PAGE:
By Amy Nicholson
By LA Weekly critics
By Zachary Pincus-Roth
By Amy Nicholson
By Amy Nicholson
By Amanda Lewis
By Amy Nicholson
By Anthony D'Alessandro
Two thousand and six may go down in history as The Year We Got Scared. Our hearts began to break for polar bears. Al Gore was redeemed as a revolutionary. And people in polite society began to consider it heresy to question the facts about global climate change (or, for that matter, about Al Gore). Gone are the days when moviegoers happily watched floods submerge Manhattan and drove home in mobile greenhouse-gas factories known as Hummers. In the wake of two seasons of record-breaking heat from France to California, a supercharged hurricane and a movie called An Inconvenient Truth, America — and the movies — started to worry that the state of the Earth may be more dire than we know.
It can be hard to assimilate the information that the once vice president of the United States — the same man who, in his last few months in office, failed to get the United States to ratify an international agreement on carbon-dioxide reductions — has evolved into a beloved pop icon for his performance in an Oscar-winning documentary on climate change. But only in irony does a man find redemption: When An Inconvenient Truthhit the theaters last spring, at the very moment that Bush’s popularity was plunging, it made it possible to forget that Gore spent eight years in office without persuading the EPA to regulate greenhouse gases as pollutants. It also made it pointless to try to remember: An Inconvenient Truthhas done too much good for the hobgoblins of small minds to niggle over Gore’s hypocrisy. If nothing else, the movie has greened entertainment culture like nothing that came before.
On the heels of Gore and director Davis Guggenheim’s success came the antidevelopment animated feature Over the Hedge; Chris Paine’s documentary on the death of General Motors’ EV1, Who Killed the Electric Car?; and Alfonso Cuar√≥n’s Children of Men, whose thinning Chekhovian forests and global infertility crisis hint at something gone wrong with the ecosphere. Then came Mel Gibson’s Apocalypto, full of fears about a waste-hastened fall of civilization, and that other Oscar winner, Happy Feet, George Miller’s batty dance of the fish-deprived penguins, which, in a year less concerned about emissions, might have lost out to the less nonsensical Cars.
Those were just the relatively successful movies. Scattered among them were more small to medium-sized features and documentaries (including Hoot, Our Daily Bread, Manufactured Landscapesand The White Planet) in which, as David Ingram puts it in his book Green Screen: Environmentalism and Hollywood Cinema, “an environmental issue is raised explicitly and is central to the narrative.” Not since 1973 — when Charlton Heston declared Soylent Greenwas people, Charlotte’s Webwooed us to give up meat and Sleeperpredicted a postnuclear future overrun with McDonald’s franchises and ruled by a dictator’s nose — have our worries about our blighted home flashed before us so persistently in the theaters. Even more films starring a poisoned rebel planet are in the offing: In M. Night Shyamalan’s The Happening, growing green things drive humans to suicide; in James Cameron’s Avatar, set for 2009, humans pillage the solar system to compensate for their own squandered resources. Thanks to Gore, even the Oscars have gone green to the point of absurdity. (Did anyone really think Melissa Etheridge’s bludgeoning theme song was better than anything in Dreamgirls?)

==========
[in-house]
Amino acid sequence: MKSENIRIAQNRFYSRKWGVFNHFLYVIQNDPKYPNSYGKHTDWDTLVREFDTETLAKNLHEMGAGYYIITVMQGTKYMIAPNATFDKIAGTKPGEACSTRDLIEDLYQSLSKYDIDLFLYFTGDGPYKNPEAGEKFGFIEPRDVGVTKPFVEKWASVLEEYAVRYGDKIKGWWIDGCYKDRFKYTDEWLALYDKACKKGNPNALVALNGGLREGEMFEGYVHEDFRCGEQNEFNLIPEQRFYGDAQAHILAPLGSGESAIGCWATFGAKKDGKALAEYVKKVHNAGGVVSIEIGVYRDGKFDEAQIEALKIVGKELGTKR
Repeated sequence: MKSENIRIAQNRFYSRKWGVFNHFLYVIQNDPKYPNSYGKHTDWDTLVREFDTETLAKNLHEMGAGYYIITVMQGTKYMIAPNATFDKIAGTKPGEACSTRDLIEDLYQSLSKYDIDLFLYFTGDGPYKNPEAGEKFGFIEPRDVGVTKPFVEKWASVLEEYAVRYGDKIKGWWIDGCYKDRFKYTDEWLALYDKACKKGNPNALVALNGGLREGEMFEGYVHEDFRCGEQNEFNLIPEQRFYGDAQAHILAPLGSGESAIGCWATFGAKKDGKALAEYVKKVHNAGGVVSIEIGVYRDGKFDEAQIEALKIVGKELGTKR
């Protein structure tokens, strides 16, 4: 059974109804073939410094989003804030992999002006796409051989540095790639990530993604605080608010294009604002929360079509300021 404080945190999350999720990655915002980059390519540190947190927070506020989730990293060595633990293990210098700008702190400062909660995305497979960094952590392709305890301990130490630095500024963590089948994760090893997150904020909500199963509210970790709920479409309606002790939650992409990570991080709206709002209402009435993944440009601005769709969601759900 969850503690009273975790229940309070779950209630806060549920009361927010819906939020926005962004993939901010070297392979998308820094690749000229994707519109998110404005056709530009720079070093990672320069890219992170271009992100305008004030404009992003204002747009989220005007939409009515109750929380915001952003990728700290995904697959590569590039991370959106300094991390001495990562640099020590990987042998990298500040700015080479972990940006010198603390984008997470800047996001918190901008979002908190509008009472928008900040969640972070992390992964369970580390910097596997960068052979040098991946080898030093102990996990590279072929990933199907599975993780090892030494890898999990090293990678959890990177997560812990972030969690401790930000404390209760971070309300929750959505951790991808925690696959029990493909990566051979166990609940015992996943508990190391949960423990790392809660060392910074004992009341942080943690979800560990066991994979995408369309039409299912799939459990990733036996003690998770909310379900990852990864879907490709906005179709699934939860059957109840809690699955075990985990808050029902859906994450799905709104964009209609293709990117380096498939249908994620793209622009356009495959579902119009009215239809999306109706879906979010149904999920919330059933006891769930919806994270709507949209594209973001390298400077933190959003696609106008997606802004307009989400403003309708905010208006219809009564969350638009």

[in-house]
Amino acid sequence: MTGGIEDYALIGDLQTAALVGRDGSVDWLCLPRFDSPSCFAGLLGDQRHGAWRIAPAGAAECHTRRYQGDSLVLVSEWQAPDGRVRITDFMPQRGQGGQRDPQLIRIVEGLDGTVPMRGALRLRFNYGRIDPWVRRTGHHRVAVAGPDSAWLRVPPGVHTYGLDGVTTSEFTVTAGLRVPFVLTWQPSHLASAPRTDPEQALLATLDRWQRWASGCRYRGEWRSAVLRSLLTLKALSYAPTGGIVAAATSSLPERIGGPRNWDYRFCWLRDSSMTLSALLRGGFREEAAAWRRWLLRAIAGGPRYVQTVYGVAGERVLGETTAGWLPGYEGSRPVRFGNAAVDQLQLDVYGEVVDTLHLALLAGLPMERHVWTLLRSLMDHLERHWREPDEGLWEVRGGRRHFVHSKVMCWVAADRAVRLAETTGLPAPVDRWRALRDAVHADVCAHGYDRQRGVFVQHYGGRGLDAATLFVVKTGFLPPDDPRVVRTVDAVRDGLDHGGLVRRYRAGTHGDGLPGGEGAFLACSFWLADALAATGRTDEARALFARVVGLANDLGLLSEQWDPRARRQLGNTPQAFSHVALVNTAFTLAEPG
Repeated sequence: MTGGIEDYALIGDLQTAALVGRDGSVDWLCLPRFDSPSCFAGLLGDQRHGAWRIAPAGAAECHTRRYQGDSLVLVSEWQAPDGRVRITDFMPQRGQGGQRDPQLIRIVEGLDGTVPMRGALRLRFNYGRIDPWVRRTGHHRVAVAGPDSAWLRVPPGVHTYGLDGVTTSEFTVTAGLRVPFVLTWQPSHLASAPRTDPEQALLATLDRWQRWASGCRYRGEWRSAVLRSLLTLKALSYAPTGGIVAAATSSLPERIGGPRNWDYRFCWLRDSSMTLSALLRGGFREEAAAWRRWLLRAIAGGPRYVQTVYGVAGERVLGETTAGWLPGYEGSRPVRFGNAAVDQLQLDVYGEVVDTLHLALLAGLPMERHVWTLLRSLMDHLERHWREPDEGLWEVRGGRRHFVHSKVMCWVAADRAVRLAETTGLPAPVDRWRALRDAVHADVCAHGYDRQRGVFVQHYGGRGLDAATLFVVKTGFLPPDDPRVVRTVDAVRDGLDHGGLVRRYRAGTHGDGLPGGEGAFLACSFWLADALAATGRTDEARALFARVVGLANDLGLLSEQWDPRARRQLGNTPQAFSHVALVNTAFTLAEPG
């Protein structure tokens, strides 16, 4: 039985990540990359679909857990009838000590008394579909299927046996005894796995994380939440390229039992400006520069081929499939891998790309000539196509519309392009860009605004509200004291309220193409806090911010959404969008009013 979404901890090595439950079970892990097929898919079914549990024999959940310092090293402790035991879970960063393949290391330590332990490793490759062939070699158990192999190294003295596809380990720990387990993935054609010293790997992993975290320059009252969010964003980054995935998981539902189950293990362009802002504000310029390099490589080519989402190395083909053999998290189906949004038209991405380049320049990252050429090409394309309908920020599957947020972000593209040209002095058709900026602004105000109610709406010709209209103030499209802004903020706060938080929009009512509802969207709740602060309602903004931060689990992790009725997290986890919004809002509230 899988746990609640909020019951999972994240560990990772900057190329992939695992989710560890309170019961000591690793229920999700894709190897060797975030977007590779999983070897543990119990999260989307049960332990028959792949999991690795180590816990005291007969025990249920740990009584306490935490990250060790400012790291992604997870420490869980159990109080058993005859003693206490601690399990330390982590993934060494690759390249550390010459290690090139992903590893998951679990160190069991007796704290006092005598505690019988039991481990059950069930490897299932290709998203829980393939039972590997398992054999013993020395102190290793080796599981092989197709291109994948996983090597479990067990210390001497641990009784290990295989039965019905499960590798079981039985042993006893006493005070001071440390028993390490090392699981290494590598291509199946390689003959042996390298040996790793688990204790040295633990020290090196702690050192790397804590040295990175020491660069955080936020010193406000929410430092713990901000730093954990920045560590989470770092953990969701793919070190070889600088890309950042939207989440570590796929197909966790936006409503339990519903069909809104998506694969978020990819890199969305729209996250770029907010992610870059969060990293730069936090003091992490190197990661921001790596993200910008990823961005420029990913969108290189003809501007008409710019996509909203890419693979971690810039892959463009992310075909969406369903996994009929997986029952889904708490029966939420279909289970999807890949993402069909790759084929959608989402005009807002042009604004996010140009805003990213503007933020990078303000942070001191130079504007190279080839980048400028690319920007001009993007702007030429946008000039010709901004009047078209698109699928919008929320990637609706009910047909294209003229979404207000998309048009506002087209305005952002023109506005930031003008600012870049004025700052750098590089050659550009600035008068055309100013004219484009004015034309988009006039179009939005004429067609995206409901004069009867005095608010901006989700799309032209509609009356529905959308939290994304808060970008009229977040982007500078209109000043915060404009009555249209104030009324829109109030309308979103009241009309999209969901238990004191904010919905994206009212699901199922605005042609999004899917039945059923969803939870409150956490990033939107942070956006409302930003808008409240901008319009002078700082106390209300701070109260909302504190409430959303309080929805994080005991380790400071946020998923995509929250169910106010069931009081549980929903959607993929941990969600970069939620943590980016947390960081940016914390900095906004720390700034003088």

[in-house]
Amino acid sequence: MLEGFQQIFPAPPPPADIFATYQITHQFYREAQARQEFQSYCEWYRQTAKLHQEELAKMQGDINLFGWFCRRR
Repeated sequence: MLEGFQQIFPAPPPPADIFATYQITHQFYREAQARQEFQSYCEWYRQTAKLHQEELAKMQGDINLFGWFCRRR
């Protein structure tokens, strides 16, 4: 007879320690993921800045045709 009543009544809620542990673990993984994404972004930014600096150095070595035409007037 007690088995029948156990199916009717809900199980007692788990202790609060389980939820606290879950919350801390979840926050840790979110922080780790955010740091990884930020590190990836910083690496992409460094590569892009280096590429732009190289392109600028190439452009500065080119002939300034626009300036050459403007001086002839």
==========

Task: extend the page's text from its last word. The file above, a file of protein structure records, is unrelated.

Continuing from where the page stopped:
But at the risk of sounding like an ingrate, I worry that there’s something unhealthy about An Inconvenient Truthleading the enviro-movie pack. There’s only one way to stop climate change, and that is to stop burning fossil fuels, stop driving cars that burn gasoline, stop burning coal in power plants and stop flying in so many airplanes. So why didn’t An Inconvenient Truth stand up and say that? Instead, in its parting advice, it offers a number of wan remedies for individuals to pursue (“Turn down the heat!”), failing to acknowledge that arresting climate change will require an enormous, coordinated effort of political will, not mere nips and tucks from individual households.
Happy Feetpromulgated a similar fool notion that the bigwigs who messed up the world will save it. The story of a multiethnic band of birds who persecute one of their ugly-duckling brethren (he was dropped as an egg!) because he lacks the pipes to sing ’70s disco with a girl bird named Gloria, the film manages to eke out a peppy message about dying oceans and depleted fisheries decimated by big-net catches that leave nothing behind for the wild things. But Happy Feetproposes a happy ending that’s hardly more useful than An Inconvenient Truth’s: If only humans knew the situation, they would spring into action in corporate rotundas around the world.
Sadly, unlike the responsible corporate bodies parodied in Happy Feet, real boards of directors generally need to be relentlessly sued and regulated before their shareholders will submit to the expense of treading more lightly on the earth. And unlike Happy Feet’s downy lead character, Mumble, real penguins are mean and smell terrible. Just as digitally realized creatures inspire in most people only a Timothy Treadwell–like environmentalism, in which species have value because we think they’re cute, our favorite enviro-movies inspire only Treadwell-like solutions: Educate the people, goes the cant, and global action in defense of the Earth and its inhabitants will follow.
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